A clash between drugmakers and UK and EU governments over drug pricing is coming to a head. The head of Bayer’s drugs business warned this week the German company was shifting its pharmaceutical arm’s focus to the US, and away from Britain and European countries that were making “big mistakes” in managing health budgets. AbbVie and Eli Lilly became the first drug groups to pull out of a voluntary UK pricing agreement they said punished innovation. Governments cannot simply bow to corporate browbeating. But they must balance the need to restrain health costs with their ambitions to lure life sciences investment.
Drug companies are irked by big clawback payments they are facing after drugs spending bust healthcare budgets in the past couple of years — in large part due to Covid-19 and the post-lockdown demand surge. This is reducing net prices for pharma groups’ products even as they grapple with cost inflation — and when life sciences ingenuity produced the vaccines that tamed Covid.
There is annoyance that the UK is sticking firm to a voluntary cap agreed from 2019 that limited growth of the NHS bill for branded medicines to 2 per cent a year, however much it buys. If growth in the bill exceeds the cap, drugmakers pay back the extra. Pharma groups say this was never designed to cover a once-in-a-century health emergency; this year they will have to pay back £3.3bn, or 26.5 per cent of sales — up from 5 per cent two years ago.
This clawback rate is more than twice that under a German system, for example. But this is not just a UK issue. Berlin last October passed a law tightening its drug pricing and reimbursement rules. There is speculation drugmakers may pull out of similar voluntary schemes in France. And though the huge but inefficient US healthcare market is by far the most lucrative for pharma companies, the Inflation Reduction Act introduced price negotiation on some drugs.
AbbVie and Eli Lilly’s stand is a largely symbolic gambit ahead of renegotiation of the voluntary UK scheme which expires this year. They will now have to pay clawbacks at a similar level through a statutory mechanism. UK and EU health systems will rightly argue acute pressure on budgets gives them little political leeway to hand more cash to drug companies. Factors such as the strength of the science base also influence life sciences investments. The fat margins long available in the US have not stopped drugmakers ploughing money into the EU, UK and Switzerland.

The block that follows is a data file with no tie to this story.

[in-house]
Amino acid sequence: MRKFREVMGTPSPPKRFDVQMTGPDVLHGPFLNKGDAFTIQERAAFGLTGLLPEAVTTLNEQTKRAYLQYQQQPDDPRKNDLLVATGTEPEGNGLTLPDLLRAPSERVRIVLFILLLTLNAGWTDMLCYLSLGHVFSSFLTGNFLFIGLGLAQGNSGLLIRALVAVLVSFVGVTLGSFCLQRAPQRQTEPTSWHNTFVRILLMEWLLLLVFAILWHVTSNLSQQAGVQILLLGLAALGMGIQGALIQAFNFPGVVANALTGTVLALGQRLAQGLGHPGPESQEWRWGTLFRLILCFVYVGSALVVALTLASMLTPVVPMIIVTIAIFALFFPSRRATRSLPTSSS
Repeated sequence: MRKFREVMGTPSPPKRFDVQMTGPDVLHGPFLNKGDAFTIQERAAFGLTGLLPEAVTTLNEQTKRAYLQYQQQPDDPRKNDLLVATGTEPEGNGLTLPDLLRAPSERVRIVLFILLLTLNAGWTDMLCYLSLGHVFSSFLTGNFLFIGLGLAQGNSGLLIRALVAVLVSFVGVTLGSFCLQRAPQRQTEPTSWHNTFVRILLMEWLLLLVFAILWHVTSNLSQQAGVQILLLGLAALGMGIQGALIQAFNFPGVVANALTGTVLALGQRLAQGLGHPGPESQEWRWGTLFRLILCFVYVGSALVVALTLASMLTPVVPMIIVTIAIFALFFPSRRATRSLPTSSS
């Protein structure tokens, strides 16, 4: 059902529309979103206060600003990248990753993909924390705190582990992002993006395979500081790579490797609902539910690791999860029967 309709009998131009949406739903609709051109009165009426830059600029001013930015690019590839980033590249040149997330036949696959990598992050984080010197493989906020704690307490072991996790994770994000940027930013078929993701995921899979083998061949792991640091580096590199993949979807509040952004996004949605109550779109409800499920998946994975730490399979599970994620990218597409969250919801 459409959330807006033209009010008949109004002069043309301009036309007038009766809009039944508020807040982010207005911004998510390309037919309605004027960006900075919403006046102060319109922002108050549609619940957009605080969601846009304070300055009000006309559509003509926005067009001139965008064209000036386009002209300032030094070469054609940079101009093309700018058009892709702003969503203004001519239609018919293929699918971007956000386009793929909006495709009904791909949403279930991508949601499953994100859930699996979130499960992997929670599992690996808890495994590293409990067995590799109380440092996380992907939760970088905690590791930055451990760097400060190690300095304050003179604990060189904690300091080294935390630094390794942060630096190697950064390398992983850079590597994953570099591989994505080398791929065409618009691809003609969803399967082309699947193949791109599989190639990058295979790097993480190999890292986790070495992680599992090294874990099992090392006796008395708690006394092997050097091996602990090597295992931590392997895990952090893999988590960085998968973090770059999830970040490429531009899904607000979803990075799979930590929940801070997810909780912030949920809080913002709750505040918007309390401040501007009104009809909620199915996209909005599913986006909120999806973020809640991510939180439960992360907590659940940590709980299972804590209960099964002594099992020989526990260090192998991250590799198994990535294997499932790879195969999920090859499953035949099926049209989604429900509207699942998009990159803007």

The highly profitable pharma industry, moreover, is hardly on its uppers; Covid boosted returns from innovation for the biggest groups in 2021, though they fell back last year. But a recent report for a European trade body found pharmaceutical R&D spending was growing faster in the US and China; Europe’s share of global R&D investment, clinical trials and manufacturing output are all falling. It recommended fightback policies including incentivising development of “truly world-class innovation hubs”.
The report did not mention drug pricing. But industry leaders warn the ability to achieve decent returns is bound to figure in investment choices. This covers not just prices, but access and uptake for innovative drugs. The US scores well here, while the UK’s stringent clinical and value-for-money appraisals mean cutting-edge drugs are often made less widely available and take longer to get to patients than in some EU rivals.
There is scope to redesign the UK voluntary pricing system, perhaps offering offsets for capital spending, as far as trade rules permit. For London, Berlin or Paris, pharma industry pressure is a further complication as they juggle the costs of overburdened health systems. But for the wider health of their economies, it is a factor they cannot ignore.